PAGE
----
Hurtling down the winding country roads in the heart of Wiltshire in a bid to make my dinner reservation at Howard’s House Hotel was not the best start to my stay. In fact, it was as if I’d brought a slice of London speed with me.
A flurry of apologies and quick freshen up later, I was sat at my table in the most quintessentially English dining room you can imagine – a cluster of white-clothed tables opening onto lush green garden terrace. It’s traditional, but not stuffy, with the only discordant note in the decor being the modern paintings hanging on the wall. That incongruous touch aside, it was exactly what I needed – homely, traditional, tranquil. I took a big, deep breath and a small sip of wine and felt myself start to relax.
It’s a jolly good thing I did relax, because Howard’s House Hotel excels at two things: food and an old-fashioned approach to vigour – the most taxing thing you ought to be doing here is going for a walk around the undulating countryside (or a little drive to nearby Stonehenge). My generally frenetic pace would not have fit in well.
Prepared for my feast, I was pleased to find the staff did their utmost not to hurry us through the array of dishes we ordered. It would have been sinful to shovel food this good down – chef Nick Wentworth’s hearty cuisines consist of locally-sourced fresh ingredients and he triumphs on balancing flavours for a familiar yet slightly unexpected take on classics.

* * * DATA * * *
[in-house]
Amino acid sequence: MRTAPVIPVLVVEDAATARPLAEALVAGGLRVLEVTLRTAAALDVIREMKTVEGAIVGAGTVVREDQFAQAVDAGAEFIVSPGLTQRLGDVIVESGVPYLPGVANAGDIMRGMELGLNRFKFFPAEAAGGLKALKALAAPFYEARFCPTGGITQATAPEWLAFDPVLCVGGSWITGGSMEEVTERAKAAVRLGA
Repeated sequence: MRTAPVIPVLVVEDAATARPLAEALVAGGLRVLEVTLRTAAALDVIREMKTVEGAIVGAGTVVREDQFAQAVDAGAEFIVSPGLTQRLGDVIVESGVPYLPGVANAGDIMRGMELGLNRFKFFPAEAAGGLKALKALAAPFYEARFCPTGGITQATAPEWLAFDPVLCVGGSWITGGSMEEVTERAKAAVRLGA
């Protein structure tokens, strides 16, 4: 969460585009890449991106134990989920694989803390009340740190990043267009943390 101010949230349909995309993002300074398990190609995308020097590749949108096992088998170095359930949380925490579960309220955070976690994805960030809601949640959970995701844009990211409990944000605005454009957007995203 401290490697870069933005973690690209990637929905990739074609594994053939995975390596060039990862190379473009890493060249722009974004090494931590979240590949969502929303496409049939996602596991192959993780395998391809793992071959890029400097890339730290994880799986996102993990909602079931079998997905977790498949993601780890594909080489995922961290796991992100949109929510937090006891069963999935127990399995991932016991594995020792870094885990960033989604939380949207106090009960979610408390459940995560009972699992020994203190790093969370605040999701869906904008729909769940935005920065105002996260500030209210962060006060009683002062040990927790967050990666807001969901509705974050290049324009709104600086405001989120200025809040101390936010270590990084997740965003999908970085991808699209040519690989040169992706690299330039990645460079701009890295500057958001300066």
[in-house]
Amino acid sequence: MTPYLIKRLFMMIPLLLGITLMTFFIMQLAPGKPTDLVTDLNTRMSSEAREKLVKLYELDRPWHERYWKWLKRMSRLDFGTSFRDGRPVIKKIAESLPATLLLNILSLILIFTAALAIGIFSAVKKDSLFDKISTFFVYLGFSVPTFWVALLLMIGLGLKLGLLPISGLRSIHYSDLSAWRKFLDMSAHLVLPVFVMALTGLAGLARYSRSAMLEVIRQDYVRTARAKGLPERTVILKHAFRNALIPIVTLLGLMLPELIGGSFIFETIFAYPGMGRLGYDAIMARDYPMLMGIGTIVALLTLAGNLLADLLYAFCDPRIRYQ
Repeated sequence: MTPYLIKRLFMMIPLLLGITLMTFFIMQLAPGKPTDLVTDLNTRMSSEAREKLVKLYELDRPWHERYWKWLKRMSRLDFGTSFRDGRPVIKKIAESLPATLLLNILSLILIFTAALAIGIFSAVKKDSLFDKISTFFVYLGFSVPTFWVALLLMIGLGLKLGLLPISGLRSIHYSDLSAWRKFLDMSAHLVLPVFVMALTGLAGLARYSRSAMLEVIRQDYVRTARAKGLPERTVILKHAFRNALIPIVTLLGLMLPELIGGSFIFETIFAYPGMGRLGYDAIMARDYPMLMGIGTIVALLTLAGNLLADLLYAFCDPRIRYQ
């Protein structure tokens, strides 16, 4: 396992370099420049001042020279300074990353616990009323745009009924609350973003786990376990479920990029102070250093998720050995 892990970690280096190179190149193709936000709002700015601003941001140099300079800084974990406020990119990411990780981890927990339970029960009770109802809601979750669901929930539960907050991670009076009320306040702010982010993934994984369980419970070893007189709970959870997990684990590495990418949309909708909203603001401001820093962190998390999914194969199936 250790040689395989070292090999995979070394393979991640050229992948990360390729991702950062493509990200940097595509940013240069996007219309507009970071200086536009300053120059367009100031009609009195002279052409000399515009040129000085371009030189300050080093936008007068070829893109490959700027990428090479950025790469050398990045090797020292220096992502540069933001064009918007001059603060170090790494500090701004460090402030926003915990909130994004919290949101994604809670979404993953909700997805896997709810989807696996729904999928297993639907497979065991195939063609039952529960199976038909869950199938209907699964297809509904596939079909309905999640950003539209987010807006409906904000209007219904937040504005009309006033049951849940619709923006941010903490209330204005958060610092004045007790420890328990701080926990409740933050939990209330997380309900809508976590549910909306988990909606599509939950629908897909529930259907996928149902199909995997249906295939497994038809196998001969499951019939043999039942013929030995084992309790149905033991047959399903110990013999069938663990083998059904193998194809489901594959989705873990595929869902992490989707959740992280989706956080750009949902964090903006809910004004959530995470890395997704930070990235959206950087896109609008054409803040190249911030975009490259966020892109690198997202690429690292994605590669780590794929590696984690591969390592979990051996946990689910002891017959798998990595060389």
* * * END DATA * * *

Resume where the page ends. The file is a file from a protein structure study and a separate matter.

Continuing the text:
What did I eat? Well, it started with garden beetroot and goat’s curd salad (the goat’s curd was of the melt-in-your-mouth variety), followed by a fillet of pollock with crushed new potatoes, bok choi and harassa (just on the right side of spicy), and for pudding an Apple and Calvados creme brûlée. After devouring some petit fours (made freshly that day) in the sitting room, it was off to the bedroom – another simple, fuss-free affair – very British
Come the morning, a little look through the windows of Howard’s House provided a glimpse of the surroundings which were quite something and, after a hearty full English breakfast, proved too alluring to resist.
The hotel has sat on this site surrounded by the Naddar Valley since 1623 and is perfectly nestled into the countryside. Walking around from the lush gardens into the fields beyond, I found myself spoiled for choice – in one direction ancient woodland, in the other, deep valleys to navigate. The Londoner in me half expected to turn a corner and be confronted with an industrial park or a housing estate, but there was nothing aside from the dotted old houses and endless British countryside.
My day in Wiltshire clearly had an impact on me – there was no hurtling on my way home. Instead, I employed some of Howard’s House Hotel’s tranquility and took the B roads.